T.P. van de Hoef
- Novel insights into the complexity of ischaemic heart disease derived from combined coronary pressure and flow velocity measurements
- Award date
- 2 July 2015
- Number of pages
- Document type
- PhD thesis
- Faculty of Medicine (AMC-UvA)
This thesis concerns the complexity of ischaemic heart disease, and the crucial role of the coronary microcirculation in its diagnosis and prognosis. After five decades of a stenosis-centered approach towards both its diagnosis and treatment, it is increasingly acknowledged that ischaemic heart disease is a complex disease that involves multiple levels of the coronary circulation, including both the epicardial and microvascular domains of the coronary circulation, as well as the myocardium. This multi-level origin of ischaemic heart disease has important implications for routine physiology-guided strategies applied in contemporary clinical practice, as is discussed in Part A of this thesis.
Despite a well-documented benefit of physiology-guided coronary revascularization compared with angiographic guidance, its application in clinical practice remains limited. This has governed attempts to optimize the applicability of coronary physiology techniques in clinical practice by circumventing part of the practical ambiguities associated with physiological testing. One of such approaches, circumventing the need for pharmacological vasodilation, is discussed in Part B of this thesis.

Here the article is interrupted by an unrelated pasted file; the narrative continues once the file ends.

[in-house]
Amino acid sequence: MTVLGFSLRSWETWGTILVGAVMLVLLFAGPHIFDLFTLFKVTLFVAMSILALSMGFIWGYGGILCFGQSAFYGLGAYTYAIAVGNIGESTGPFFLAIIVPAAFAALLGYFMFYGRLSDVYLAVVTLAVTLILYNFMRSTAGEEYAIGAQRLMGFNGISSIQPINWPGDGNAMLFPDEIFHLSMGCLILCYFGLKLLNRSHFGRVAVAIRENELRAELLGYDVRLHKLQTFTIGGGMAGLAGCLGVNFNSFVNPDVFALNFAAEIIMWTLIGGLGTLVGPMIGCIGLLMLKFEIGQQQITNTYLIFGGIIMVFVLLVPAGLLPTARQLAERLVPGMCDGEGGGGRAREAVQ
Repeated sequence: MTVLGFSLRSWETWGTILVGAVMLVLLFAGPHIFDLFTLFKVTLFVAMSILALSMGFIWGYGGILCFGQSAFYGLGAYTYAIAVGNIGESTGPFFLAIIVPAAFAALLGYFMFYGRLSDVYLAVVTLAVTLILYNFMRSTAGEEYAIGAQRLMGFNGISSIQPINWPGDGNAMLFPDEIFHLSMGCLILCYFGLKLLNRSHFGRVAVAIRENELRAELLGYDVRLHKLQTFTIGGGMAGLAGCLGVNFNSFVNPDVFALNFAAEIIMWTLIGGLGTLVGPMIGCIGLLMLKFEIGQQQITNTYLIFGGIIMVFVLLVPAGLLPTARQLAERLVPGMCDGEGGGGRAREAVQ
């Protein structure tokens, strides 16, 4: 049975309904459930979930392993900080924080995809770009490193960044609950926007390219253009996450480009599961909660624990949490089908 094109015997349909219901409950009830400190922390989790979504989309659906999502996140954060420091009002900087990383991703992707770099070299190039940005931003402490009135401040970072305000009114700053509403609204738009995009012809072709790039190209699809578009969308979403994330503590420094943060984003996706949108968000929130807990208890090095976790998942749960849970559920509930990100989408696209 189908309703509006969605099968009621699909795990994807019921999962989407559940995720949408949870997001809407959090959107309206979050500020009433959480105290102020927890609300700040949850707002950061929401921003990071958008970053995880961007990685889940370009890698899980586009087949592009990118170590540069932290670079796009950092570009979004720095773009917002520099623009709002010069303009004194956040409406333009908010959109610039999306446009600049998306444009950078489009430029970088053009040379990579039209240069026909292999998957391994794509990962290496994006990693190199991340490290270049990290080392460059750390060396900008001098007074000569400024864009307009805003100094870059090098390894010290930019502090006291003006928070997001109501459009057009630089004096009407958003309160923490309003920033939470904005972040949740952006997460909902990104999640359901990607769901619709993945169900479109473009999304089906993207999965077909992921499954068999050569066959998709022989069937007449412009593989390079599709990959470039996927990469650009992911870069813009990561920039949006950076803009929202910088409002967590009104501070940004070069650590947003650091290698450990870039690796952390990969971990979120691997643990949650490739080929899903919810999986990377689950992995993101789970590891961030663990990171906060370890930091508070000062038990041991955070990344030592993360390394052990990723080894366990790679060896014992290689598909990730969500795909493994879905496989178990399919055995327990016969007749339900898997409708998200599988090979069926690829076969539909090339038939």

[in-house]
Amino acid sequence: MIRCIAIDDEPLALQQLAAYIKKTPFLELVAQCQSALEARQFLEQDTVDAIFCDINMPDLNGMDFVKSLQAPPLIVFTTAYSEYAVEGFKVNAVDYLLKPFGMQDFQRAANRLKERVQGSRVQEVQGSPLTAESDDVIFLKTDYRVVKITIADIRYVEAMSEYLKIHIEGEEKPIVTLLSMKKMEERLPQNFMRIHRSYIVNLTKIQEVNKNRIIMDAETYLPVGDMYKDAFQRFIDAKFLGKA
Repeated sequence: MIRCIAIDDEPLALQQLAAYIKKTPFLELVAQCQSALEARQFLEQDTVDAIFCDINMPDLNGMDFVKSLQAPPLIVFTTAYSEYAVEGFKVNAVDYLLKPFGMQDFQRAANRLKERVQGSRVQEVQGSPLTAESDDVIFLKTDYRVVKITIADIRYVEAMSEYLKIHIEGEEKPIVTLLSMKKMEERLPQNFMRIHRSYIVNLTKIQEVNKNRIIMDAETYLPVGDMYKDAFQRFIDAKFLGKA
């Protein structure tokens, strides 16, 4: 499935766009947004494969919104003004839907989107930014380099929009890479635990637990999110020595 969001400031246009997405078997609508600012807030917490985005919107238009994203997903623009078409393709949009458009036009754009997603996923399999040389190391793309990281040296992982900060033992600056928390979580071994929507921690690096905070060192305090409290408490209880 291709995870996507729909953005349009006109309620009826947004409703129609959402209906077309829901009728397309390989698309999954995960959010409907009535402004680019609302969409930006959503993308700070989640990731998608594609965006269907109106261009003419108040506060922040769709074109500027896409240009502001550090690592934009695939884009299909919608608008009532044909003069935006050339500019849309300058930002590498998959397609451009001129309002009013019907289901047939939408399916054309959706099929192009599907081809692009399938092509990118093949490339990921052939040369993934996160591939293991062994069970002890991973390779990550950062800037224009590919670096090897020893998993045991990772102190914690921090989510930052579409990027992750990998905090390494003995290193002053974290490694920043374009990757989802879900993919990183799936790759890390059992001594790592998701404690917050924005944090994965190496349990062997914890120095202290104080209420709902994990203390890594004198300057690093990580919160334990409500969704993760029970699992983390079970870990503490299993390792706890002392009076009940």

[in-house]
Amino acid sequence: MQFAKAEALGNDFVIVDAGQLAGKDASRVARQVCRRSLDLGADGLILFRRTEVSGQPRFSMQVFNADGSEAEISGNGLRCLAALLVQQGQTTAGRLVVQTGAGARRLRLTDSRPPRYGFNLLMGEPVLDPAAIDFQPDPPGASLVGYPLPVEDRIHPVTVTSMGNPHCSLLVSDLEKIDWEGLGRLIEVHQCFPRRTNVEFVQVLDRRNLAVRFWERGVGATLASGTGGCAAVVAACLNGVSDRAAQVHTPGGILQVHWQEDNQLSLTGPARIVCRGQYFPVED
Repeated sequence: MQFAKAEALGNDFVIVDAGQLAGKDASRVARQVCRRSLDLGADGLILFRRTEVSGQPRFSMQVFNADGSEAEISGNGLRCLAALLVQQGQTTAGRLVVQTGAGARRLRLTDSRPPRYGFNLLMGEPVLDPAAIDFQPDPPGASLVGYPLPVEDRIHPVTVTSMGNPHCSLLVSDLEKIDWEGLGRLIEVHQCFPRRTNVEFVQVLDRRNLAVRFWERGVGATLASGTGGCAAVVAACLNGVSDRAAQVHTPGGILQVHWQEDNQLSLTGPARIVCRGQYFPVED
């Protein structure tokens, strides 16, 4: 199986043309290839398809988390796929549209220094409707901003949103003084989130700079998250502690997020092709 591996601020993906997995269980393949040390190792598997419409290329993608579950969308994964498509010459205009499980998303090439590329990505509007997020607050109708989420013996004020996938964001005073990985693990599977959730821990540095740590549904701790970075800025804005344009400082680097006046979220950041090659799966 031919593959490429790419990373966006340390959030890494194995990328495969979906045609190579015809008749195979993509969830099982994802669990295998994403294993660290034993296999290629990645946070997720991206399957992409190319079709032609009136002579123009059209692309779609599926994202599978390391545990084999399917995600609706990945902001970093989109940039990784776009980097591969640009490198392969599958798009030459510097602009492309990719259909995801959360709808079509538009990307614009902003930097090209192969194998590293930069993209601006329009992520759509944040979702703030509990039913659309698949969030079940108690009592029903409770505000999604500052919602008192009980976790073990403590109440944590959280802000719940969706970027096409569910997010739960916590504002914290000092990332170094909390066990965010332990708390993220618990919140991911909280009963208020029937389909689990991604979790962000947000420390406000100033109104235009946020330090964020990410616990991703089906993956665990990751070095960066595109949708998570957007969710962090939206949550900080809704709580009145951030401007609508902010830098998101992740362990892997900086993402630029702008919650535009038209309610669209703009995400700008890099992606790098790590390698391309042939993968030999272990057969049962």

Finally, the acknowledgement of the coronary microcirculation as an important prognostic component in ischaemic heart disease has governed attempts to identify the magnitude of its prognostic value, as well as to design novel therapeutic strategies that specifically address the coronary microcirculation, which is discussed in Part C of this thesis.
- Research conducted at: Universiteit van Amsterdam